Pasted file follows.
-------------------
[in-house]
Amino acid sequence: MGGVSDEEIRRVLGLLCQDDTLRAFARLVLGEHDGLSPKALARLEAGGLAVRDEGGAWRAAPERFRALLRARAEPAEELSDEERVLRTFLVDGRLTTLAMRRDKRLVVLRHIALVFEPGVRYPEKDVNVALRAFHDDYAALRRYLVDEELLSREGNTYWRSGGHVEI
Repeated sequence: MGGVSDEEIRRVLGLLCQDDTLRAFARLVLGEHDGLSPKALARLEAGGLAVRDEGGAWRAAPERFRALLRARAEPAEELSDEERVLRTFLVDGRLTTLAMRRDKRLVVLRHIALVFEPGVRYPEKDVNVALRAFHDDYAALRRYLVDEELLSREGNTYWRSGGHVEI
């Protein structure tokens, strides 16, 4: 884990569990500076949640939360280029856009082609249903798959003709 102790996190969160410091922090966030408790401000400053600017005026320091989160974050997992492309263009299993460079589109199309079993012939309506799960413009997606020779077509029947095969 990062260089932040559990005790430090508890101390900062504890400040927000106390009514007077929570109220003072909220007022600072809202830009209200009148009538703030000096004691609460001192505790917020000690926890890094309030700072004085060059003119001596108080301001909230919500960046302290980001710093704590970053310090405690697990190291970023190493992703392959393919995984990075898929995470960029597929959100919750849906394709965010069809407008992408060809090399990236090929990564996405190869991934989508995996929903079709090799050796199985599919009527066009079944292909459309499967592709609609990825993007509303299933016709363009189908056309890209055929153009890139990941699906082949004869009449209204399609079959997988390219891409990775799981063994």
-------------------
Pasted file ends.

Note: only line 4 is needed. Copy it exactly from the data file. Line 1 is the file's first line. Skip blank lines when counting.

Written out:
């Protein structure tokens, strides 16, 4: 884990569990500076949640939360280029856009082609249903798959003709 102790996190969160410091922090966030408790401000400053600017005026320091989160974050997992492309263009299993460079589109199309079993012939309506799960413009997606020779077509029947095969 990062260089932040559990005790430090508890101390900062504890400040927000106390009514007077929570109220003072909220007022600072809202830009209200009148009538703030000096004691609460001192505790917020000690926890890094309030700072004085060059003119001596108080301001909230919500960046302290980001710093704590970053310090405690697990190291970023190493992703392959393919995984990075898929995470960029597929959100919750849906394709965010069809407008992408060809090399990236090929990564996405190869991934989508995996929903079709090799050796199985599919009527066009079944292909459309499967592709609609990825993007509303299933016709363009189908056309890209055929153009890139990941699906082949004869009449209204399609079959997988390219891409990775799981063994």